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What is a loudspeaker: basics Moving coil loudspeaker Loudspeaker enclosures Loudspeaker repairs Speaker wire / cable
Additional baffle topics: Speaker Open Baffle Infinite Baffle Speaker Cabinet How to make a loudspeaker box Upgrading old speaker system
The infinite baffle is a closed and sealed box that aims to smother the rear sound waves from the loudspeaker. In this way there is no cancellation caused by the rear sound wave from the loudspeaker.
The infinite baffle or closed speaker box provides some significant advantages and well designed, the technique can perform very well.
The infinite baffle technique is used, possibly for the greatest majority of loudspeaker boxes or enclosures that are sold for use with high fidelity and other audio systems. Even though other systems are used, it is the infinite baffle that is the most popular.
Infinite speaker baffle basics
The infinite baffle speaker system is basically a closed box or cabinet. Which absorbs the rearward sound wave. The box is sealed to prevent as much sound emanating from the box as possible and it should also be made from solid material so that vibrations of the panels are reduced as much as possible. The box generally also contains sound absorbing material to further absorb sound and prevent the panels vibrating.
The enclosed air acts as a spring which reduces the compliance and as a result it raises the resonant frequency of the cone.
The compliance increases with the volume of the box as there is more air to compress and this is more easily achieved. This means that for larger box or cabinet sizes, a lower resonant frequency can be achieved with a given loudspeaker unit.
Below the resonant frequency, the response of the speaker system falls at a rate of 12dB per octave so it falls relatively rapidly, reducing the bass notes.
Speaker infinite baffle sensitivity
As might be expected the sensitivity of the infinite baffle is quite low. The speaker has to work hard to compress the air. Also the mass of the bass speaker cone is normally made relatively high to reduce the resonant frequency to provide better bass response.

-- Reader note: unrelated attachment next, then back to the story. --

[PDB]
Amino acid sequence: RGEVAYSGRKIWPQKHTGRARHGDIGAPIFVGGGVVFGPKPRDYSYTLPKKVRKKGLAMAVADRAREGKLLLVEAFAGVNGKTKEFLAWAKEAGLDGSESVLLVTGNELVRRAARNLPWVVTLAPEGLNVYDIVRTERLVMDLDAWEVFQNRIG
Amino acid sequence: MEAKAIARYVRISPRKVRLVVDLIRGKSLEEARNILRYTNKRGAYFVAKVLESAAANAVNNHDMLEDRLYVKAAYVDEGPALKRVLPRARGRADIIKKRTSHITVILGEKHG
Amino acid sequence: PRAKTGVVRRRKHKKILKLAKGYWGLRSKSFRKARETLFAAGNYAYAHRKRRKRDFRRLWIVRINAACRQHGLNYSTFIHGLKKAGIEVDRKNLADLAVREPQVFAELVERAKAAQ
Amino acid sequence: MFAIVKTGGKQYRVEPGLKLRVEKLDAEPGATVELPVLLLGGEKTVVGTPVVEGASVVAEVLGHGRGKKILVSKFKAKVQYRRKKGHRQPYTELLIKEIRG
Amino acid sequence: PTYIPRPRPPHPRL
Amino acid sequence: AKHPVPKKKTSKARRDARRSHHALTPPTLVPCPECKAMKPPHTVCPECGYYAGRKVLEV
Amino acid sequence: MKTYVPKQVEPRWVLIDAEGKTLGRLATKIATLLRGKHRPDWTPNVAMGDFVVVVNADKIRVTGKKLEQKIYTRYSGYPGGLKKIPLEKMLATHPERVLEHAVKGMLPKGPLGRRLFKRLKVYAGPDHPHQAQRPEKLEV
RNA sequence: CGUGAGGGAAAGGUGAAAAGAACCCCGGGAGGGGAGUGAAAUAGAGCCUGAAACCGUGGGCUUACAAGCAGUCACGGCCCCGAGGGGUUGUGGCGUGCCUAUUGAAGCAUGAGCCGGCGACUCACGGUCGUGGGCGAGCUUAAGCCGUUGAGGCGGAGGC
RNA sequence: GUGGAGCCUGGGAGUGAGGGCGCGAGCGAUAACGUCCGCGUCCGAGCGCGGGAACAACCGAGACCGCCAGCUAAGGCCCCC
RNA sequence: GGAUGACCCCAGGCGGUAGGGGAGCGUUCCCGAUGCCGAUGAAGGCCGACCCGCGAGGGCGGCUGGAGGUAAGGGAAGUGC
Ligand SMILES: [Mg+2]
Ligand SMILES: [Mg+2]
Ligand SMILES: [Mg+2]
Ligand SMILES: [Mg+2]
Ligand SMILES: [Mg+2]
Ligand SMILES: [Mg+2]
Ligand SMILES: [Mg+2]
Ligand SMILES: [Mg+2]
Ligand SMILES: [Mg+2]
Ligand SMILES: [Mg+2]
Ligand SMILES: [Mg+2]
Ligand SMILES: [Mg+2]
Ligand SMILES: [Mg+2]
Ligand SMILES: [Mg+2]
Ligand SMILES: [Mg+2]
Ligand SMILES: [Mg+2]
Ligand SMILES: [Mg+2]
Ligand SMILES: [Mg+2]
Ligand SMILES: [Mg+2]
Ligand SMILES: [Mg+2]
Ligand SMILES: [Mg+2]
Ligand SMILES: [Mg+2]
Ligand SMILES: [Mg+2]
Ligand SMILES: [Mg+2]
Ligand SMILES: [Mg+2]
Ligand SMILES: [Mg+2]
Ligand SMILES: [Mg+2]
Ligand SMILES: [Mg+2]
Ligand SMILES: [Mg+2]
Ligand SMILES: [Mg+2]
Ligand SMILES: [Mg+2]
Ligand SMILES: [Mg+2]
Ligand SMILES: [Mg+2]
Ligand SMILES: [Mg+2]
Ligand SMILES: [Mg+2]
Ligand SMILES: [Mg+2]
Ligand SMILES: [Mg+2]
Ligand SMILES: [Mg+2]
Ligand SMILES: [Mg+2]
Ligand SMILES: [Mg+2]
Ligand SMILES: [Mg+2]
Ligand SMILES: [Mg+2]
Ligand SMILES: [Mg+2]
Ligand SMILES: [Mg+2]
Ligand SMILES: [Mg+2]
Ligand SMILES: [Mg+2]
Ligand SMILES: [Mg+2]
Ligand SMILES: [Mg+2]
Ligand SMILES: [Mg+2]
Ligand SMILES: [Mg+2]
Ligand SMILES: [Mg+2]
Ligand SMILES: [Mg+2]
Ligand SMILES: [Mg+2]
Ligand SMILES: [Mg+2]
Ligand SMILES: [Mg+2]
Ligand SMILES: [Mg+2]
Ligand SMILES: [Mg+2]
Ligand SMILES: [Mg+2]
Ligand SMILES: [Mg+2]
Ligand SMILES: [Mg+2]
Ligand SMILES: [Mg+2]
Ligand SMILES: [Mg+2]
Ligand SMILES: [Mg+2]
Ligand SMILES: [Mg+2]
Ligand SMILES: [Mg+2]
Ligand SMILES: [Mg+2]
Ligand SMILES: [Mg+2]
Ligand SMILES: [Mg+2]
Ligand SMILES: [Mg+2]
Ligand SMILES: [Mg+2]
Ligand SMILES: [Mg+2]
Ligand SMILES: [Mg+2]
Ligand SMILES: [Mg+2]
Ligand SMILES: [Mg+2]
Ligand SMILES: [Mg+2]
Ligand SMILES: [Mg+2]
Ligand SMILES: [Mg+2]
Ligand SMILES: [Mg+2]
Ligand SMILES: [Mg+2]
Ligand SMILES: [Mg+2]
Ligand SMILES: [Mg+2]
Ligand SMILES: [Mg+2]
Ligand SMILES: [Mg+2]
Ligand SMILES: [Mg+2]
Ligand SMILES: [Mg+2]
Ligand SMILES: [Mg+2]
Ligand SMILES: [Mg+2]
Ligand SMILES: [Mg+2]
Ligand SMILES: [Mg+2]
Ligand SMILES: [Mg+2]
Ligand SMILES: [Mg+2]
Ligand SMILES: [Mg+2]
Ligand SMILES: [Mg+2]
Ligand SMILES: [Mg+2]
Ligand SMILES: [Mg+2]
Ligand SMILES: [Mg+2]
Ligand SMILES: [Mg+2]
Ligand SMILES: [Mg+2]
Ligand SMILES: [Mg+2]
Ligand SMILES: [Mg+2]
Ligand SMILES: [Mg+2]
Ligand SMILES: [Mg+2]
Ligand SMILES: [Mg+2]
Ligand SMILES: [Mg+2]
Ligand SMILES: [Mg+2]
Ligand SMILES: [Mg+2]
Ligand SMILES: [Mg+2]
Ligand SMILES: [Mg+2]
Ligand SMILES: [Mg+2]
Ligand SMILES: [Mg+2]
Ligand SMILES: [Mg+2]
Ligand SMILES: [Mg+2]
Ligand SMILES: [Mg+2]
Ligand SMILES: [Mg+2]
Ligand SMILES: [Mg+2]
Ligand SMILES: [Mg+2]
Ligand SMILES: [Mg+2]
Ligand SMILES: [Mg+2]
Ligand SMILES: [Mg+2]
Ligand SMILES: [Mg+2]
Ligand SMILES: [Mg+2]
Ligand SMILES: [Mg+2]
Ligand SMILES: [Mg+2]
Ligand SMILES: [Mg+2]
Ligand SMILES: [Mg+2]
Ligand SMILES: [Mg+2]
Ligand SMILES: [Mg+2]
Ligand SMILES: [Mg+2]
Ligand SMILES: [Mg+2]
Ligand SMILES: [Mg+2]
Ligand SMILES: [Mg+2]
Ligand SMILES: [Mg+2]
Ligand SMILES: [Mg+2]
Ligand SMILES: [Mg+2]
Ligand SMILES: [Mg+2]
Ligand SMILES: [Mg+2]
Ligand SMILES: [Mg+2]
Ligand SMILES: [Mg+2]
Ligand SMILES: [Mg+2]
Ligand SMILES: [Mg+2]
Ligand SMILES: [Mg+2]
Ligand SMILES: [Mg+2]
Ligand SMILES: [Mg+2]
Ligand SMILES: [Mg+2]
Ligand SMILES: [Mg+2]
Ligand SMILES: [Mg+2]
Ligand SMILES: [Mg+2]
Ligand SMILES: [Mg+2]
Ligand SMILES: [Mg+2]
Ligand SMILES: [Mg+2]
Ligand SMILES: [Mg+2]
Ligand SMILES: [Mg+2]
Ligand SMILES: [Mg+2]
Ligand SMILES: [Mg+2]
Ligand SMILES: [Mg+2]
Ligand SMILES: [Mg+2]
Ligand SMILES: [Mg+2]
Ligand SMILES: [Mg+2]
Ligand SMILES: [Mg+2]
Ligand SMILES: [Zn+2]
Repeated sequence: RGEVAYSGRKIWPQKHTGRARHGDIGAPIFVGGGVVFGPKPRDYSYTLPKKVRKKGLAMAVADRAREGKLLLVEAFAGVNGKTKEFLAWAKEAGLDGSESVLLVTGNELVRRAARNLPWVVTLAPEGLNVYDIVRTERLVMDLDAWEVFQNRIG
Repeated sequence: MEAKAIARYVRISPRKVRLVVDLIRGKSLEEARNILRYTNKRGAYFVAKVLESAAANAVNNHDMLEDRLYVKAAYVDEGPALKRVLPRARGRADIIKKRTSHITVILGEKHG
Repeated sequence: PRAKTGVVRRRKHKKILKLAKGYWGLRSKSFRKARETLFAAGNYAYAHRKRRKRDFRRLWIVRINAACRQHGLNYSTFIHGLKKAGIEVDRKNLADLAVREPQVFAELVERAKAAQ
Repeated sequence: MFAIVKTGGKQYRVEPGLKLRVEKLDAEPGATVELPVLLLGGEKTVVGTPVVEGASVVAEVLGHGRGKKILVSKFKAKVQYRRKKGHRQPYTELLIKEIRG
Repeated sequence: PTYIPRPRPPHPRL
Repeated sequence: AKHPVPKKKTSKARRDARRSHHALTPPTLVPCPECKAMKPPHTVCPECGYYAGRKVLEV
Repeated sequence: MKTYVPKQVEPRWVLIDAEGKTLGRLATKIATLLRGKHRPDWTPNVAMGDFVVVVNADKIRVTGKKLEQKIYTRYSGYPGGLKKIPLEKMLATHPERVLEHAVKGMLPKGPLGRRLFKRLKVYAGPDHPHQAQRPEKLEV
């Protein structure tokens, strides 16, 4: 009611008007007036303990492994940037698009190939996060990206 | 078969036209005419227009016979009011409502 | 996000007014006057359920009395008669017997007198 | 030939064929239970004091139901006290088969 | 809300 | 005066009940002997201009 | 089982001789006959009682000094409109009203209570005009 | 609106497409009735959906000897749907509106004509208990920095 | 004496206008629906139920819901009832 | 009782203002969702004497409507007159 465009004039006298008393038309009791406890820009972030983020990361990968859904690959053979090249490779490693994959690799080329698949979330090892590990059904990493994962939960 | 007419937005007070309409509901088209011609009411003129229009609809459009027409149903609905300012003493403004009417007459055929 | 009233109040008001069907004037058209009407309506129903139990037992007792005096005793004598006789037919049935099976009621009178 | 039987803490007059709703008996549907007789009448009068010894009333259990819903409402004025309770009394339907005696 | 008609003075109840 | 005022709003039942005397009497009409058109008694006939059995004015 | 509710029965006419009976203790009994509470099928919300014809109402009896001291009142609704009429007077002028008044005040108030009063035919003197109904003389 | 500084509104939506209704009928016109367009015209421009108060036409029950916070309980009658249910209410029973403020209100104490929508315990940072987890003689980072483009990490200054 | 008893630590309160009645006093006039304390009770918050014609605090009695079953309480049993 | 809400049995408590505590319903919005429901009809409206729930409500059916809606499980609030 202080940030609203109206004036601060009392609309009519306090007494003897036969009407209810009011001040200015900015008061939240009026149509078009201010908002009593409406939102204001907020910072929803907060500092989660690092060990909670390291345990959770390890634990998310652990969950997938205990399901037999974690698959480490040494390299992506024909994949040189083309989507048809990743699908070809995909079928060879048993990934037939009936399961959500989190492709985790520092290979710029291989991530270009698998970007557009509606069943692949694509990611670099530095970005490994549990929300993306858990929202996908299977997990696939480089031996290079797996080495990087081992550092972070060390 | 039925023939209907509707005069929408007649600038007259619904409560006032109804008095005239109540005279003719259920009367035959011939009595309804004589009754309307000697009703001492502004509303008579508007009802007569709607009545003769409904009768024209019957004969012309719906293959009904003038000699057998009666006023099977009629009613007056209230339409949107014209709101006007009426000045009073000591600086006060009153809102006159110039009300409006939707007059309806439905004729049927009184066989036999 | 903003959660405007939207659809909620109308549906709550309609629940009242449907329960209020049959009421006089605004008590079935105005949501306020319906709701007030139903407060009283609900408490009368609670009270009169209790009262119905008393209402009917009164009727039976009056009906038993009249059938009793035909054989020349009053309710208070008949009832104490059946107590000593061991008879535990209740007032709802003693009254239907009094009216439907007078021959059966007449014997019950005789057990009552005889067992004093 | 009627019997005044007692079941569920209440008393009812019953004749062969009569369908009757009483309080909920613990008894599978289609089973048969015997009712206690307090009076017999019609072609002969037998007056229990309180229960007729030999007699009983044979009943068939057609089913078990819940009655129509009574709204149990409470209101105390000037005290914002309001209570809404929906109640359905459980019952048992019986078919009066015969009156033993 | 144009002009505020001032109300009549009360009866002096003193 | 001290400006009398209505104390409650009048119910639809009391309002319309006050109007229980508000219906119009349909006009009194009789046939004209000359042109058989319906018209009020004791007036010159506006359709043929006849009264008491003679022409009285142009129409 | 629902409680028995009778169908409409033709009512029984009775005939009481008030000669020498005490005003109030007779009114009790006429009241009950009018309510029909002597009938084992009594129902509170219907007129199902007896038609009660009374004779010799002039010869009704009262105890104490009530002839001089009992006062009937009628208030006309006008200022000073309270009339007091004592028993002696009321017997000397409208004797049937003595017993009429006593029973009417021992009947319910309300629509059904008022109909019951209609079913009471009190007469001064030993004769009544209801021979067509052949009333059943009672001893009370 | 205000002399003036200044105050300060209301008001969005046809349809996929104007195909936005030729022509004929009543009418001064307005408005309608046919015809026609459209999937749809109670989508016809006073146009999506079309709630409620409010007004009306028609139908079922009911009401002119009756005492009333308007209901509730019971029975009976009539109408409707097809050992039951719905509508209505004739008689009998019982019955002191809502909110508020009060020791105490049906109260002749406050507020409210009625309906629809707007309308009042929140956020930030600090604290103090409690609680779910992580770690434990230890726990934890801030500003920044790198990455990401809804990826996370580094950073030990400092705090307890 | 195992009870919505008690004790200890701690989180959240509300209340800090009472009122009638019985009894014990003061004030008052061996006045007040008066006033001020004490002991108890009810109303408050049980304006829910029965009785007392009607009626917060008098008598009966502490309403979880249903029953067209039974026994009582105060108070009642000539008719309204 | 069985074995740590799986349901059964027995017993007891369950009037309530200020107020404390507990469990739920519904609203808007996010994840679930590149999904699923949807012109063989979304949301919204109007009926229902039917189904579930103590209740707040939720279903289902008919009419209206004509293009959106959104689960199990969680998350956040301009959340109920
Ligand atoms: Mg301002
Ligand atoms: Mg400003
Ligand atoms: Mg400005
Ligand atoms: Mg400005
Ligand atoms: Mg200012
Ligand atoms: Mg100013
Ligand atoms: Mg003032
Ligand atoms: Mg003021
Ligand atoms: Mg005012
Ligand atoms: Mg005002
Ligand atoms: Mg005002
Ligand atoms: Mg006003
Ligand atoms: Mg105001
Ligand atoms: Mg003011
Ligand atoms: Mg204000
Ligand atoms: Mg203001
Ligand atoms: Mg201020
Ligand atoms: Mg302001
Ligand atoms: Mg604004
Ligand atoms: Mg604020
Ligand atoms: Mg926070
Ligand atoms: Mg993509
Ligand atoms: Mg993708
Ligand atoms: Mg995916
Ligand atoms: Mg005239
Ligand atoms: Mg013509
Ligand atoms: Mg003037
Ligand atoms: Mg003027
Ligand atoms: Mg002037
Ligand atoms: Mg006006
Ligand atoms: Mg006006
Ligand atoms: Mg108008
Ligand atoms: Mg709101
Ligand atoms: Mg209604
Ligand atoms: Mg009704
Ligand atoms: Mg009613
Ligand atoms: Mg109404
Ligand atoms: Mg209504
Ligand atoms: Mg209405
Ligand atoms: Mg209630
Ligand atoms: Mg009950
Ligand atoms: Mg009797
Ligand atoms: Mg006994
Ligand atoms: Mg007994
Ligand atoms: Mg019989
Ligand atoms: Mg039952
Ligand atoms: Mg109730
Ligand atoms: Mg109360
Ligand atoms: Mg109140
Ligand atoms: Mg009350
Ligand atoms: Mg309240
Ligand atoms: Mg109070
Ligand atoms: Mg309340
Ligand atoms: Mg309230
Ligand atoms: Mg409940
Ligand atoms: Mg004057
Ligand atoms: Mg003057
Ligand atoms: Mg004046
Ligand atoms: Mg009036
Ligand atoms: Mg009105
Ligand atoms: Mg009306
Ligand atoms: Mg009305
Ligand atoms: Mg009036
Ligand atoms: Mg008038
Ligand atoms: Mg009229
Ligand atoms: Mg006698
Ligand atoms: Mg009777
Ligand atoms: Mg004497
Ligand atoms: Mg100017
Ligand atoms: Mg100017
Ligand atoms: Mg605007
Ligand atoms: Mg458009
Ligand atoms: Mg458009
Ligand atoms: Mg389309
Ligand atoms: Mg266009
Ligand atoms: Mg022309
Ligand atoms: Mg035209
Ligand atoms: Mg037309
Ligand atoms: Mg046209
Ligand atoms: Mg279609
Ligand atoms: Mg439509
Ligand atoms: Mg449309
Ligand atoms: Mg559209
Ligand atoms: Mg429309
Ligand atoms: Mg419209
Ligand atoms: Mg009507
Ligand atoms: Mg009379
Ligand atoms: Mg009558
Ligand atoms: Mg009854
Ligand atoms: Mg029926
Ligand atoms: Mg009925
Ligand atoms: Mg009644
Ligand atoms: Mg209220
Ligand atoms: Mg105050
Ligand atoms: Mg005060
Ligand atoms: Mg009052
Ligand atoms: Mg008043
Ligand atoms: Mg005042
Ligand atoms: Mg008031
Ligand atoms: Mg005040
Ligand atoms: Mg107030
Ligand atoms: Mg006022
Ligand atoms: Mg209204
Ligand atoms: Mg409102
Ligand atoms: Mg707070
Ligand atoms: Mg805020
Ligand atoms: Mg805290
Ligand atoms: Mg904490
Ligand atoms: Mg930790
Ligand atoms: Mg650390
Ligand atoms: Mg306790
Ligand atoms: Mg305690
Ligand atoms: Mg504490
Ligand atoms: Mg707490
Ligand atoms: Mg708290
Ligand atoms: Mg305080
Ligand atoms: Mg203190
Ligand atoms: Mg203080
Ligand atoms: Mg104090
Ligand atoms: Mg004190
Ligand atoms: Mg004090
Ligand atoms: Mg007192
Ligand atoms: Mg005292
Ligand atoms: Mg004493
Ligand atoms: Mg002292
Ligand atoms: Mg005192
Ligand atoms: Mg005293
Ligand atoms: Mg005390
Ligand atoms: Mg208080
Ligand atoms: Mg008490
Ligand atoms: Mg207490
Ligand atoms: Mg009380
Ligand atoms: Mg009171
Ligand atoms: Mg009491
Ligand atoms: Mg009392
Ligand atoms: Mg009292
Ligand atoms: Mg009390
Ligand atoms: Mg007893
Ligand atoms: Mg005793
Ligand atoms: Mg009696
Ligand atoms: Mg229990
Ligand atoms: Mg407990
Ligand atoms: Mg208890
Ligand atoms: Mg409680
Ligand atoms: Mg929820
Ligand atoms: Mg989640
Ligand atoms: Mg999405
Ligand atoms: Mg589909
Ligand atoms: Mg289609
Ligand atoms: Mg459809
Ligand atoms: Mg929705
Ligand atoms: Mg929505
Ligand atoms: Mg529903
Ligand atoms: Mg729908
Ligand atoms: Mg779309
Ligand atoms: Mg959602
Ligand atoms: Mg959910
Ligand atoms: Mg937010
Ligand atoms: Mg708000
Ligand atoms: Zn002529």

It is possible to increase the magnetic flux by using a stronger magnet, but this reduces the Q resulting in over-damping. This means that it is not possible to use the higher levels of Q to provide an increase in bass to provide better extended bass response.
However it is possible to increase the volume of the loudspeaker box. This gives a greater amount of air within the enclosure and means that the level of air compression is less. Having a larger volume within the box enables better bass response, but it comes at the expense of requiring more wood for the box making it heavier and increasing the visual impact. Larger loudspeaker boxes may also not fit into every situation.
As with any design there is a balance between the different factors to provide the optimum performance within the requirements for any given situation.
Infinite baffle equivalent circuit
The infinite baffle or sealed baffle loudspeaker can be represented by a series of electrical equivalent components. This representation of the infinite baffle or sealed baffle speaker helps understand how the different elements relate and how the performance can be optimised.
The diagrams shows the mechanical and electrical equivalent circuit for a woofer loudspeaker in a closed cabinet.. The resistor Rab represents the box losses and Ral represents the leakage losses. The loudspeaker cone is represented by the transformer as it converts between the electrical and mechanical domains. The transformer has a turns ratio of 1 : Sd where Sd is the cone area. This converts the mechanical force to pressure and velocity u to volume velocity U. The input force comes from the loudspeaker voice coil.